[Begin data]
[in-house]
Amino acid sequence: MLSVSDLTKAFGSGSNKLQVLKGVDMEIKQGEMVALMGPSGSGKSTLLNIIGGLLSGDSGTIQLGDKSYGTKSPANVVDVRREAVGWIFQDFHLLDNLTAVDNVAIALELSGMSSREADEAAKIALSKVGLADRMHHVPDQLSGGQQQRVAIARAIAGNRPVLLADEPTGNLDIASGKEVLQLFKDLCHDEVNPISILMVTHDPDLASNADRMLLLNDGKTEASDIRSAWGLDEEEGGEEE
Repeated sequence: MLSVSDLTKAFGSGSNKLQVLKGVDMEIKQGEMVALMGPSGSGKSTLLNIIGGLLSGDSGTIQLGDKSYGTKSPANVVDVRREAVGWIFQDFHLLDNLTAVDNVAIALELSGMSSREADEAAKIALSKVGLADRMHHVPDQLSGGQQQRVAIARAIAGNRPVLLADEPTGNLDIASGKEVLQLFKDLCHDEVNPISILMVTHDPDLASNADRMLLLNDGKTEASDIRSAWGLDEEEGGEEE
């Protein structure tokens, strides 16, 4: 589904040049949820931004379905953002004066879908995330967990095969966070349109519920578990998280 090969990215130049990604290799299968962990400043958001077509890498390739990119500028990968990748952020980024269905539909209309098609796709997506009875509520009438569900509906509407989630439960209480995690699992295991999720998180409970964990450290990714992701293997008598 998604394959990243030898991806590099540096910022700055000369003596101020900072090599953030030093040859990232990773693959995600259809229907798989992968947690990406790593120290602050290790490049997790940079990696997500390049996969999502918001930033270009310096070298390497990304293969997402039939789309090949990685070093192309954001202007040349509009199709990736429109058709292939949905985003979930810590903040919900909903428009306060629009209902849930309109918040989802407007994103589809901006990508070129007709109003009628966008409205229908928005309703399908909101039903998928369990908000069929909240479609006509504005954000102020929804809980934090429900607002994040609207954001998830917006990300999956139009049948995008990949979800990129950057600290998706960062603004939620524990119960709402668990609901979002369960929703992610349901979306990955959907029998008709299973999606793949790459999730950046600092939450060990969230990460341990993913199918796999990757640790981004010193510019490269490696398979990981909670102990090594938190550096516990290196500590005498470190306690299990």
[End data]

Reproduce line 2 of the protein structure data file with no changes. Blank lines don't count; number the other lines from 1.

Amino acid sequence: MLSVSDLTKAFGSGSNKLQVLKGVDMEIKQGEMVALMGPSGSGKSTLLNIIGGLLSGDSGTIQLGDKSYGTKSPANVVDVRREAVGWIFQDFHLLDNLTAVDNVAIALELSGMSSREADEAAKIALSKVGLADRMHHVPDQLSGGQQQRVAIARAIAGNRPVLLADEPTGNLDIASGKEVLQLFKDLCHDEVNPISILMVTHDPDLASNADRMLLLNDGKTEASDIRSAWGLDEEEGGEEE